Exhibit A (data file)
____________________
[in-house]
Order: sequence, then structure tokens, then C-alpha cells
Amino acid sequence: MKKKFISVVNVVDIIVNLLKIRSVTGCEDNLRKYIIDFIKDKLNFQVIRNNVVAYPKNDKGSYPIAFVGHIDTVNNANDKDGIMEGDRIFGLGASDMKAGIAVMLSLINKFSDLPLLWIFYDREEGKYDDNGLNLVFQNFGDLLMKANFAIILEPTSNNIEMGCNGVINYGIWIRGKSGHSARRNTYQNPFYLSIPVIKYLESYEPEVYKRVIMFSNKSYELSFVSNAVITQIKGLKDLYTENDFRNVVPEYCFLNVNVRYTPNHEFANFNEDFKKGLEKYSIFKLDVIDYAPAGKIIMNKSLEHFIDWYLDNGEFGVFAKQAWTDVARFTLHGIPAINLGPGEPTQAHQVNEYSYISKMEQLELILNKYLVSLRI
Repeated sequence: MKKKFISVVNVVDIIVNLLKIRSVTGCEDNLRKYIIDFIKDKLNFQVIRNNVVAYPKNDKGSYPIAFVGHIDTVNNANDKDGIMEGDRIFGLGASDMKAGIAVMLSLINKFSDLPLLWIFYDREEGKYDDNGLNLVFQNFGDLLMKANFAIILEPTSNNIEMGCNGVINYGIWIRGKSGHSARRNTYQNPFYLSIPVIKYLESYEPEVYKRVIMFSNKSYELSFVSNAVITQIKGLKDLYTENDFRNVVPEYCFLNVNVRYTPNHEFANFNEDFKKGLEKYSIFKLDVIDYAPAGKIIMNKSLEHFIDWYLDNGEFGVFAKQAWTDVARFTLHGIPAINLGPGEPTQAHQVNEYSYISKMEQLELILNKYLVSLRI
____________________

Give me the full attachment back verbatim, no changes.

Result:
[in-house]
Order: sequence, then structure tokens, then C-alpha cells
Amino acid sequence: MKKKFISVVNVVDIIVNLLKIRSVTGCEDNLRKYIIDFIKDKLNFQVIRNNVVAYPKNDKGSYPIAFVGHIDTVNNANDKDGIMEGDRIFGLGASDMKAGIAVMLSLINKFSDLPLLWIFYDREEGKYDDNGLNLVFQNFGDLLMKANFAIILEPTSNNIEMGCNGVINYGIWIRGKSGHSARRNTYQNPFYLSIPVIKYLESYEPEVYKRVIMFSNKSYELSFVSNAVITQIKGLKDLYTENDFRNVVPEYCFLNVNVRYTPNHEFANFNEDFKKGLEKYSIFKLDVIDYAPAGKIIMNKSLEHFIDWYLDNGEFGVFAKQAWTDVARFTLHGIPAINLGPGEPTQAHQVNEYSYISKMEQLELILNKYLVSLRI
Repeated sequence: MKKKFISVVNVVDIIVNLLKIRSVTGCEDNLRKYIIDFIKDKLNFQVIRNNVVAYPKNDKGSYPIAFVGHIDTVNNANDKDGIMEGDRIFGLGASDMKAGIAVMLSLINKFSDLPLLWIFYDREEGKYDDNGLNLVFQNFGDLLMKANFAIILEPTSNNIEMGCNGVINYGIWIRGKSGHSARRNTYQNPFYLSIPVIKYLESYEPEVYKRVIMFSNKSYELSFVSNAVITQIKGLKDLYTENDFRNVVPEYCFLNVNVRYTPNHEFANFNEDFKKGLEKYSIFKLDVIDYAPAGKIIMNKSLEHFIDWYLDNGEFGVFAKQAWTDVARFTLHGIPAINLGPGEPTQAHQVNEYSYISKMEQLELILNKYLVSLRI